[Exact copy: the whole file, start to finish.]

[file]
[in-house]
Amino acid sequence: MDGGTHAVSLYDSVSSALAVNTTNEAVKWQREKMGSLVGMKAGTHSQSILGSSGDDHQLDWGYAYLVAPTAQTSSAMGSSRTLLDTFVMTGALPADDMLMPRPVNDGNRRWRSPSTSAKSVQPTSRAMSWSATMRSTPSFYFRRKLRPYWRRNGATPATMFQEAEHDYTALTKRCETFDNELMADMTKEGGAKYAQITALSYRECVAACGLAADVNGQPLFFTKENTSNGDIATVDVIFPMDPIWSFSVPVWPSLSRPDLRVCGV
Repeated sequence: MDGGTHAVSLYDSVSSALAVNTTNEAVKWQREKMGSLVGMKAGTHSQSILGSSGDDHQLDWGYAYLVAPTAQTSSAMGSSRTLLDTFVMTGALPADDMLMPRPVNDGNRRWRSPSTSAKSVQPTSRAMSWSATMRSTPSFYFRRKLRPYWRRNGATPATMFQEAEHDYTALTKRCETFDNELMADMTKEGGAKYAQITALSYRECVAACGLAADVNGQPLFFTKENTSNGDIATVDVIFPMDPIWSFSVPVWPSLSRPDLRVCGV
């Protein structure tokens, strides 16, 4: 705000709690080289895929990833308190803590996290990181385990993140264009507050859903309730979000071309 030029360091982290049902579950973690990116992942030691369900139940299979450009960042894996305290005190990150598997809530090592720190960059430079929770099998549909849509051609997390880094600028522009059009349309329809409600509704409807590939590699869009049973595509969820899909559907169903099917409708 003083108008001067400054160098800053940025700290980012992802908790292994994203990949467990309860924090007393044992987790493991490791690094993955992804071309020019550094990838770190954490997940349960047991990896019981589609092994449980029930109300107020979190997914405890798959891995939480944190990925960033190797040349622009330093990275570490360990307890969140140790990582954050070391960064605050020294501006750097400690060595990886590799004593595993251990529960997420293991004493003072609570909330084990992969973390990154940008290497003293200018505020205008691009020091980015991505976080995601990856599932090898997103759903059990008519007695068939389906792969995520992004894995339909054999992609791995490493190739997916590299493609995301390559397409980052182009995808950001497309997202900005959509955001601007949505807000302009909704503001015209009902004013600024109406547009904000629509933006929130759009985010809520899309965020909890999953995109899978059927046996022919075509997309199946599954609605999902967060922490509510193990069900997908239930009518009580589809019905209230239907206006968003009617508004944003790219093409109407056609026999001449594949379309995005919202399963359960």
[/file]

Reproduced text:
[in-house]
Amino acid sequence: MDGGTHAVSLYDSVSSALAVNTTNEAVKWQREKMGSLVGMKAGTHSQSILGSSGDDHQLDWGYAYLVAPTAQTSSAMGSSRTLLDTFVMTGALPADDMLMPRPVNDGNRRWRSPSTSAKSVQPTSRAMSWSATMRSTPSFYFRRKLRPYWRRNGATPATMFQEAEHDYTALTKRCETFDNELMADMTKEGGAKYAQITALSYRECVAACGLAADVNGQPLFFTKENTSNGDIATVDVIFPMDPIWSFSVPVWPSLSRPDLRVCGV
Repeated sequence: MDGGTHAVSLYDSVSSALAVNTTNEAVKWQREKMGSLVGMKAGTHSQSILGSSGDDHQLDWGYAYLVAPTAQTSSAMGSSRTLLDTFVMTGALPADDMLMPRPVNDGNRRWRSPSTSAKSVQPTSRAMSWSATMRSTPSFYFRRKLRPYWRRNGATPATMFQEAEHDYTALTKRCETFDNELMADMTKEGGAKYAQITALSYRECVAACGLAADVNGQPLFFTKENTSNGDIATVDVIFPMDPIWSFSVPVWPSLSRPDLRVCGV
């Protein structure tokens, strides 16, 4: 705000709690080289895929990833308190803590996290990181385990993140264009507050859903309730979000071309 030029360091982290049902579950973690990116992942030691369900139940299979450009960042894996305290005190990150598997809530090592720190960059430079929770099998549909849509051609997390880094600028522009059009349309329809409600509704409807590939590699869009049973595509969820899909559907169903099917409708 003083108008001067400054160098800053940025700290980012992802908790292994994203990949467990309860924090007393044992987790493991490791690094993955992804071309020019550094990838770190954490997940349960047991990896019981589609092994449980029930109300107020979190997914405890798959891995939480944190990925960033190797040349622009330093990275570490360990307890969140140790990582954050070391960064605050020294501006750097400690060595990886590799004593595993251990529960997420293991004493003072609570909330084990992969973390990154940008290497003293200018505020205008691009020091980015991505976080995601990856599932090898997103759903059990008519007695068939389906792969995520992004894995339909054999992609791995490493190739997916590299493609995301390559397409980052182009995808950001497309997202900005959509955001601007949505807000302009909704503001015209009902004013600024109406547009904000629509933006929130759009985010809520899309965020909890999953995109899978059927046996022919075509997309199946599954609605999902967060922490509510193990069900997908239930009518009580589809019905209230239907206006968003009617508004944003790219093409109407056609026999001449594949379309995005919202399963359960």